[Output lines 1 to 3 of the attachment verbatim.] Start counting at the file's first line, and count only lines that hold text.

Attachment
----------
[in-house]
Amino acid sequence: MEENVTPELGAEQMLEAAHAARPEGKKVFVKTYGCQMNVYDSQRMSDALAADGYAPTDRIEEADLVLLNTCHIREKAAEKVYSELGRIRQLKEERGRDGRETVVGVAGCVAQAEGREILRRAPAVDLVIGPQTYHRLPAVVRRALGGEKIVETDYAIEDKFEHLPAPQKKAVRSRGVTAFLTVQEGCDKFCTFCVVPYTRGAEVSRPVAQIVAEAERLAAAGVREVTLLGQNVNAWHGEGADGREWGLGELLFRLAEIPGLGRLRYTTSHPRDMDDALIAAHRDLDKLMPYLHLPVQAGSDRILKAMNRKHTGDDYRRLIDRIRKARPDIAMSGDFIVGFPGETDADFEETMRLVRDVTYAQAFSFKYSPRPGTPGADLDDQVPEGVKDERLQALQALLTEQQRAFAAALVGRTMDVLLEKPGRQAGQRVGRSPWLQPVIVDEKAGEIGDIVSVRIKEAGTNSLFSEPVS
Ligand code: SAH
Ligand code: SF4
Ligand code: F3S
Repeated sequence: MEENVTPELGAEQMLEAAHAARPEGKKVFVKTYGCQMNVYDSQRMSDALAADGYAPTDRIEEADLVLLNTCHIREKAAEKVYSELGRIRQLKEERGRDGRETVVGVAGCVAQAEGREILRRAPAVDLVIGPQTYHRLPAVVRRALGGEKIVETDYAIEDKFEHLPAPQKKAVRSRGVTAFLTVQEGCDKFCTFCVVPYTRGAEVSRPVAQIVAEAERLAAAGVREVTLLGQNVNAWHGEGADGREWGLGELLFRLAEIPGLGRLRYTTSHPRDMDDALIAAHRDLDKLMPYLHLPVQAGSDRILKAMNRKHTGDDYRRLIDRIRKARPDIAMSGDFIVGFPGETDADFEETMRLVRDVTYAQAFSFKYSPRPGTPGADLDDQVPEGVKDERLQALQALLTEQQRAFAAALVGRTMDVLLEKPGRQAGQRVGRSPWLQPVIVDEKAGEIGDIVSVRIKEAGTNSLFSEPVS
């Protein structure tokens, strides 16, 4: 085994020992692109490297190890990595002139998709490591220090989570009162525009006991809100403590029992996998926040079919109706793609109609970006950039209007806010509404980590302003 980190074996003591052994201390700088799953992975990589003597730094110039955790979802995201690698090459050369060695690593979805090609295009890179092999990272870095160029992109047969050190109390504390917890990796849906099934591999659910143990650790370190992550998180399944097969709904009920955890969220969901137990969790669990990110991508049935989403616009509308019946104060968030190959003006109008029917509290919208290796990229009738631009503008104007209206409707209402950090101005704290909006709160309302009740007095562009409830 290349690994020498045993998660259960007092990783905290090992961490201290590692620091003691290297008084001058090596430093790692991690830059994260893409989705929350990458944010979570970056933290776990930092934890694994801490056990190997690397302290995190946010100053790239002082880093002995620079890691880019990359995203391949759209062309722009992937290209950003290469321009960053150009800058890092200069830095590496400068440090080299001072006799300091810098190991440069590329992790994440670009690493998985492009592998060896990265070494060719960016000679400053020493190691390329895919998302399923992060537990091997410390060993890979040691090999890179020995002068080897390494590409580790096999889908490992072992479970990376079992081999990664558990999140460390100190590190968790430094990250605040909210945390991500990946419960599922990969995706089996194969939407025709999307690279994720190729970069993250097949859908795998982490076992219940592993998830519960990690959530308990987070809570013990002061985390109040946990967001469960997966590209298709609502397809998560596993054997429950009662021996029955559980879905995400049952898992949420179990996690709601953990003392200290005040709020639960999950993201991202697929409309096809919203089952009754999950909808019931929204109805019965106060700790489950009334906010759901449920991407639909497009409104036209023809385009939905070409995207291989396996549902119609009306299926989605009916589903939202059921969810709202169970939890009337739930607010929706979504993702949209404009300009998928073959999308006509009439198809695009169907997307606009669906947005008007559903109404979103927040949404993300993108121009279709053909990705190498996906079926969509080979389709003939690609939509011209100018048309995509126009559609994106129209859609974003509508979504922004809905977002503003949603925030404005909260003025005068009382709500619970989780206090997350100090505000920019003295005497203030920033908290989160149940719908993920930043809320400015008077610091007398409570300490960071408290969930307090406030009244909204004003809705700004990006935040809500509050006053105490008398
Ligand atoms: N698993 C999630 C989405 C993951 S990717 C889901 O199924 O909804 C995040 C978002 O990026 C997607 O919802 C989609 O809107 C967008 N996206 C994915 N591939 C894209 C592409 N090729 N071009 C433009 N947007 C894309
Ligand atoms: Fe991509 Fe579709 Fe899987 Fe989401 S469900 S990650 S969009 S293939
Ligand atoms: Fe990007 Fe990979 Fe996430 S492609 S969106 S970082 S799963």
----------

[in-house]
Amino acid sequence: MEENVTPELGAEQMLEAAHAARPEGKKVFVKTYGCQMNVYDSQRMSDALAADGYAPTDRIEEADLVLLNTCHIREKAAEKVYSELGRIRQLKEERGRDGRETVVGVAGCVAQAEGREILRRAPAVDLVIGPQTYHRLPAVVRRALGGEKIVETDYAIEDKFEHLPAPQKKAVRSRGVTAFLTVQEGCDKFCTFCVVPYTRGAEVSRPVAQIVAEAERLAAAGVREVTLLGQNVNAWHGEGADGREWGLGELLFRLAEIPGLGRLRYTTSHPRDMDDALIAAHRDLDKLMPYLHLPVQAGSDRILKAMNRKHTGDDYRRLIDRIRKARPDIAMSGDFIVGFPGETDADFEETMRLVRDVTYAQAFSFKYSPRPGTPGADLDDQVPEGVKDERLQALQALLTEQQRAFAAALVGRTMDVLLEKPGRQAGQRVGRSPWLQPVIVDEKAGEIGDIVSVRIKEAGTNSLFSEPVS
Ligand code: SAH